Valencia James Dreamers Interview

Valencia James Dreamers Interview

Dreamy Dark Pop

New York born, Sydney bred dark-pop artist Valencia James is making music for those in need. With a catalogue of music inspired by real life events, Valencia is on a mission song by song to give listeners something real, something organic, something true.

Although her music may stem from moments of doubt and sadness, the empowering songstress aims to cast light on even the most difficult of times. Her stunning vocals create an honest and relatable sound, allowing others to connect on a personal level. Described as 'strong, mysterious and authentic', Valencia oozes confidence through her compelling music.

Following the release of her debut single 'Flames', which garnered both critical and commercial acclaim, Valencia is back with the highly anticipated 'Dreamers'. The single is an anthem reminding us that there is light at the end of the tunnel, and is another example of the songwriters' praised edgy-pop style and powerful lyricism.

Valencia reveals, "I wrote Dreamers at a time in my life when I was learning how to dream again and believe for dreams that I had forgotten about. It's kind of that song where I was just like, 'Why can't I do all the things that I want to?' I had just come out of a period of depression about my future and this was my song ... let's all just start dreaming again and going for what we want in life".

Featuring dreamy synth-pop soundscapes, haunting vocals, and oscillating rhythms, 'Dreamers' creates an uplifting ambiance with an undeniably catchy melody. Valencia shares, "I hope people listen to the song and remember to dream again, to hope again, and to believe in themselves again."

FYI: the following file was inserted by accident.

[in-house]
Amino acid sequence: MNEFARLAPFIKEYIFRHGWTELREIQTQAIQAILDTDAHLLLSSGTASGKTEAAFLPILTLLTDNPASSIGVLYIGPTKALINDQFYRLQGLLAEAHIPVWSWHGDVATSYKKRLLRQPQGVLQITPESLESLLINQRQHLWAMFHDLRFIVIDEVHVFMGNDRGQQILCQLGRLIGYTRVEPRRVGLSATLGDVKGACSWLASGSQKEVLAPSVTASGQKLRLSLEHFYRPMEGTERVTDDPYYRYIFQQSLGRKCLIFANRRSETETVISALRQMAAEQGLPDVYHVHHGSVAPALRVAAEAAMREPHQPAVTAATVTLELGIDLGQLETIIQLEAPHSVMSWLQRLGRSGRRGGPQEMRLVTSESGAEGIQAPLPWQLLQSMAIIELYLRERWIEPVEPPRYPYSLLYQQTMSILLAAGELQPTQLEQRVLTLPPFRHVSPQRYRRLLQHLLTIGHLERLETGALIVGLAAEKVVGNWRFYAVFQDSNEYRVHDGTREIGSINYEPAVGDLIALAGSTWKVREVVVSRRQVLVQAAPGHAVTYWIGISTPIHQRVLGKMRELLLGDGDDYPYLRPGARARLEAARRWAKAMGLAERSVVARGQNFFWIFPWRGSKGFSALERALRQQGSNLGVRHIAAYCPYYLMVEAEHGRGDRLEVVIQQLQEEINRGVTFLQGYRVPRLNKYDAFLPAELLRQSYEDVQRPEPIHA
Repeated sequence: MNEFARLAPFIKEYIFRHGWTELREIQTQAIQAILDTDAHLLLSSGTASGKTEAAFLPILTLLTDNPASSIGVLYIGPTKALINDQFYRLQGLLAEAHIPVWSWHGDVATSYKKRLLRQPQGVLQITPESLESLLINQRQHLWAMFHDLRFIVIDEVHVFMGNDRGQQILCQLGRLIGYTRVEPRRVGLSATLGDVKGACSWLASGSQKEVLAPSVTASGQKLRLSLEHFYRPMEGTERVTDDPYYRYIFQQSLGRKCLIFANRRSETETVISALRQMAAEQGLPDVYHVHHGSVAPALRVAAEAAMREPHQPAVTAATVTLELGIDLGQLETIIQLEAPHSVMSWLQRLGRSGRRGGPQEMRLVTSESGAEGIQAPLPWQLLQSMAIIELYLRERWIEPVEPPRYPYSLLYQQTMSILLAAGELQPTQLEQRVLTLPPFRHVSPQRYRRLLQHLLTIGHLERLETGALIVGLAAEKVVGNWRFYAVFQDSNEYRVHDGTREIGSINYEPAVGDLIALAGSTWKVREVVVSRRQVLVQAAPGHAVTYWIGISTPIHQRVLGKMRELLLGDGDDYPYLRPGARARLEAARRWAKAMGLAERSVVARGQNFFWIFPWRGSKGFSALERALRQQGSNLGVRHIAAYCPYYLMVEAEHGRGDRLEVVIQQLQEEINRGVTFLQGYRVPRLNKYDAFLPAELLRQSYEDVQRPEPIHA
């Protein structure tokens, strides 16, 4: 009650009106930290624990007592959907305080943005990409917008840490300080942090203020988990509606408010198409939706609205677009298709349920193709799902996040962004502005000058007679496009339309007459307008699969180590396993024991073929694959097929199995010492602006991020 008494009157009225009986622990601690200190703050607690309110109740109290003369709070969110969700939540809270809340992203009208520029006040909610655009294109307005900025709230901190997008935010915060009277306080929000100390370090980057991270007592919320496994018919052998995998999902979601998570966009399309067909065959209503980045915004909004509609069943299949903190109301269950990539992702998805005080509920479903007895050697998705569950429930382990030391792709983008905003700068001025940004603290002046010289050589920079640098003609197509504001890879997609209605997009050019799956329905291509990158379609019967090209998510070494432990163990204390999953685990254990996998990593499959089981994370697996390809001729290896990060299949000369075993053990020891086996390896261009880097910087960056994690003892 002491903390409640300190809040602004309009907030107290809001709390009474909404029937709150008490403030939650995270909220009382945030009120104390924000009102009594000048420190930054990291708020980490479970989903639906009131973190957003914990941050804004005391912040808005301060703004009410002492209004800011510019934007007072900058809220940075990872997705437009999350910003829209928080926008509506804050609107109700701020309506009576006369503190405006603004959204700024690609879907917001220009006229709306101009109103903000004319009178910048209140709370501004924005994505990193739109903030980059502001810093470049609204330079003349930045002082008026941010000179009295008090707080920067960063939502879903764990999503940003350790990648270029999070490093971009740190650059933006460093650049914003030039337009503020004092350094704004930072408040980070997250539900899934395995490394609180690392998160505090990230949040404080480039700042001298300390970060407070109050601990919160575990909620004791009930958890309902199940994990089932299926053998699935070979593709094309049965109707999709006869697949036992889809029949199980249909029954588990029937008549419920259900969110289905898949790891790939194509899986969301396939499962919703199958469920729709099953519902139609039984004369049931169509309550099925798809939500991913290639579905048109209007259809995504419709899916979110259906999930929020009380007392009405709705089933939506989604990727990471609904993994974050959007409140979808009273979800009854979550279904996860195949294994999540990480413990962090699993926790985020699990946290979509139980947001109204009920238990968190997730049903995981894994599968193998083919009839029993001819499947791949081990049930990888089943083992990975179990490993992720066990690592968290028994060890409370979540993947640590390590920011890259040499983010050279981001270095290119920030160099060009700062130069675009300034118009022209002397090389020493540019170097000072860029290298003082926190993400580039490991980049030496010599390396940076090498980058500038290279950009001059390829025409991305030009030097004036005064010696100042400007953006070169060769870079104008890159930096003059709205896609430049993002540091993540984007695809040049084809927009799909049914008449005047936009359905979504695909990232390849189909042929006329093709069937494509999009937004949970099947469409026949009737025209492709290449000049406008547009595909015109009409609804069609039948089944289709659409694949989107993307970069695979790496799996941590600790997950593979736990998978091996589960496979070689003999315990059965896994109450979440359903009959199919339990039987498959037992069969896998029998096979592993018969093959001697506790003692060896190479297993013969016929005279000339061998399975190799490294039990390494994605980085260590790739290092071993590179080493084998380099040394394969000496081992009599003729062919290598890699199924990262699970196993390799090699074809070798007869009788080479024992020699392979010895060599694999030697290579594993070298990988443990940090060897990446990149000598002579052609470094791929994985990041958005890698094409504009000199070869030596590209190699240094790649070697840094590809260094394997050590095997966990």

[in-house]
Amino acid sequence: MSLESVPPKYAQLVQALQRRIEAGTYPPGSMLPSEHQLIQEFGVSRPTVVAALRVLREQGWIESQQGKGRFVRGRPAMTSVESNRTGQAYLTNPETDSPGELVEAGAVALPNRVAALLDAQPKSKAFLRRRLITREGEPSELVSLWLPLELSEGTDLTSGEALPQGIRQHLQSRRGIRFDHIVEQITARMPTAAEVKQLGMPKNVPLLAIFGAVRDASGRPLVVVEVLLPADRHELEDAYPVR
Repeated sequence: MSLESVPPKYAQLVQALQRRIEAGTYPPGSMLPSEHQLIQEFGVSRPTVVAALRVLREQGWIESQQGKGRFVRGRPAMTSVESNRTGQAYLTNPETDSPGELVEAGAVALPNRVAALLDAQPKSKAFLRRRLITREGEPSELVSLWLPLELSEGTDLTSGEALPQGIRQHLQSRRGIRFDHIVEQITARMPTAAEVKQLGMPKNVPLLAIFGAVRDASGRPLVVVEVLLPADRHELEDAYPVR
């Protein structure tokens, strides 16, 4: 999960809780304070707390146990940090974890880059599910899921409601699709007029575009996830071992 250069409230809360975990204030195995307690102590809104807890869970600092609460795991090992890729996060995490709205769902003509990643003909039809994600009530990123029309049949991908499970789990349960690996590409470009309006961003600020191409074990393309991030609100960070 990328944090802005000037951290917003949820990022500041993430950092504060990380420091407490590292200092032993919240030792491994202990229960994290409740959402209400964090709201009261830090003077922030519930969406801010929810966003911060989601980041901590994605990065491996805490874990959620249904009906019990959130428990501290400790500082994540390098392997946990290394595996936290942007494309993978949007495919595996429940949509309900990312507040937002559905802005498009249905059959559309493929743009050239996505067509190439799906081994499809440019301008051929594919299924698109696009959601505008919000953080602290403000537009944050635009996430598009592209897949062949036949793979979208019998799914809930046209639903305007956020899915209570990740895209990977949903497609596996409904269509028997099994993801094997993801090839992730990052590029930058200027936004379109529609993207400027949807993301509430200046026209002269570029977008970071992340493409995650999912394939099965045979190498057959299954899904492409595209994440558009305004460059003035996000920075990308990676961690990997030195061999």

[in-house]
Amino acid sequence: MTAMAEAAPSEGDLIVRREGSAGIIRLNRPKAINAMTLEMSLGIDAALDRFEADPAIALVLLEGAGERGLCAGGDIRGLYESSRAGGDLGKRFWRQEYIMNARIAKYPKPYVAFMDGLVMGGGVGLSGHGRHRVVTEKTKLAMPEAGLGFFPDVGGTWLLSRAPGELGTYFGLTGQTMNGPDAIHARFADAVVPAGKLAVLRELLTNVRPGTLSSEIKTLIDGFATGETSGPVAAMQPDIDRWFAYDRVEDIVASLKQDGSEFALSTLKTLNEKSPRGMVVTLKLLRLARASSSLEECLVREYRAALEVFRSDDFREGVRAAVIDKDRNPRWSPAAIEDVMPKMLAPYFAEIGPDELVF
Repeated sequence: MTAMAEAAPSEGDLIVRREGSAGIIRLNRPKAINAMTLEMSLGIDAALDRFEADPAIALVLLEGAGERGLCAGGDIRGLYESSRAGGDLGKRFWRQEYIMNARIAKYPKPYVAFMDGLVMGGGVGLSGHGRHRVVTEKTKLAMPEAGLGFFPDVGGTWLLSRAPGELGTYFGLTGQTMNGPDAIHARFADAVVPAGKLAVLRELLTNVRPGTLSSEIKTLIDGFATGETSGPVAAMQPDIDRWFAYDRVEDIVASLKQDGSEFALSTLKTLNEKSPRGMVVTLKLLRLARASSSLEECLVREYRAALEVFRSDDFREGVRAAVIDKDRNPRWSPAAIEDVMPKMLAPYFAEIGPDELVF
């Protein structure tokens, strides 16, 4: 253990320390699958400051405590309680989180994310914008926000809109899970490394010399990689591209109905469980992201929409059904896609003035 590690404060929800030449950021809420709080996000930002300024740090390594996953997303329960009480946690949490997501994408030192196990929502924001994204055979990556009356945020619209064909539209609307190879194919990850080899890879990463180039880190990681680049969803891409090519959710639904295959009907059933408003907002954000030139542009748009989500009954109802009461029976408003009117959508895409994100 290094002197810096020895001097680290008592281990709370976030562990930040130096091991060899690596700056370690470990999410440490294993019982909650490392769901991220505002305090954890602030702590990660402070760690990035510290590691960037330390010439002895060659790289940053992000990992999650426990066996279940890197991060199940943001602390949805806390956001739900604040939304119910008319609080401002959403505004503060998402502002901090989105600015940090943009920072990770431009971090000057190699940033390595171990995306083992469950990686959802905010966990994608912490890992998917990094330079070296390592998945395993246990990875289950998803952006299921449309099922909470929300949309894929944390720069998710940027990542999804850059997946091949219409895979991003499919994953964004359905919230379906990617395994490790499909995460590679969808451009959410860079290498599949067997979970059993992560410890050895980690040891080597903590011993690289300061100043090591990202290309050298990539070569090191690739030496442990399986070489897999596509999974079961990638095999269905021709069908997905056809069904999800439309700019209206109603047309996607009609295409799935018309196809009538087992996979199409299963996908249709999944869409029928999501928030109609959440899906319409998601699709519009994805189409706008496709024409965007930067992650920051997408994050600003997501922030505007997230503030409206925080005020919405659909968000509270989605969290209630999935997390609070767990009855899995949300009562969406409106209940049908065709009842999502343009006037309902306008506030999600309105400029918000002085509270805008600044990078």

With the aspiration that her music will encourage others to believe in themselves, Valencia preaches that we can do whatever we set our minds to and that we have more in us than we think we do. 'Dreamers' is currently available worldwide.

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Interview with Valencia James

Question: How would you describe your music?

Valencia James: I would describe it as dark pop which really just means the sound is a bit darker, but not necessarily the message of the songs. I still like to bring light into the darkest areas of life and seasons.


Question: What inspired the song Dreamers?

Valencia James: I was in a pretty low time of my life when I wrote Dreamers and it was really just a pick me up and reminder to start dreaming and hoping again. It really helped to get me out of the low state I was in.


Question: Do you prefer performing live or recording?

Valencia James: I definitely love the recording process and I get really nervous about the live aspect until I'm in the middle of it and then I always remember how much I actually love performing live as well.


Question: Which is your favourite song to perform live and why?

Valencia James: Wow. That's another hard one. I'm actually not sure, but so far I believe "Flames" is really fun for me to perform.


Question: What motivates you most when writing music?